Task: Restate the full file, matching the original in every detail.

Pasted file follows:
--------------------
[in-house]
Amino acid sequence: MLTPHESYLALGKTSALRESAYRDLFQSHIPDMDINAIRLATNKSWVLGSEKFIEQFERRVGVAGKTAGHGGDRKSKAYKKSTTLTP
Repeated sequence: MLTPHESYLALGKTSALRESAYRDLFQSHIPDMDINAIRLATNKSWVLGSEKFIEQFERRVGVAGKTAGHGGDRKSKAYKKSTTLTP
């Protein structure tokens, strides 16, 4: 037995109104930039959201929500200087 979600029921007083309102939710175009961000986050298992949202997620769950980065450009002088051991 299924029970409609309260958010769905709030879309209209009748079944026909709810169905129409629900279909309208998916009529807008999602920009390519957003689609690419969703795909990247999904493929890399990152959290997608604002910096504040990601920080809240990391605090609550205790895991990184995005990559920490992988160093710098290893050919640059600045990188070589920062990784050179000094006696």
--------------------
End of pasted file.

[in-house]
Amino acid sequence: MLTPHESYLALGKTSALRESAYRDLFQSHIPDMDINAIRLATNKSWVLGSEKFIEQFERRVGVAGKTAGHGGDRKSKAYKKSTTLTP
Repeated sequence: MLTPHESYLALGKTSALRESAYRDLFQSHIPDMDINAIRLATNKSWVLGSEKFIEQFERRVGVAGKTAGHGGDRKSKAYKKSTTLTP
């Protein structure tokens, strides 16, 4: 037995109104930039959201929500200087 979600029921007083309102939710175009961000986050298992949202997620769950980065450009002088051991 299924029970409609309260958010769905709030879309209209009748079944026909709810169905129409629900279909309208998916009529807008999602920009390519957003689609690419969703795909990247999904493929890399990152959290997608604002910096504040990601920080809240990391605090609550205790895991990184995005990559920490992988160093710098290893050919640059600045990188070589920062990784050179000094006696």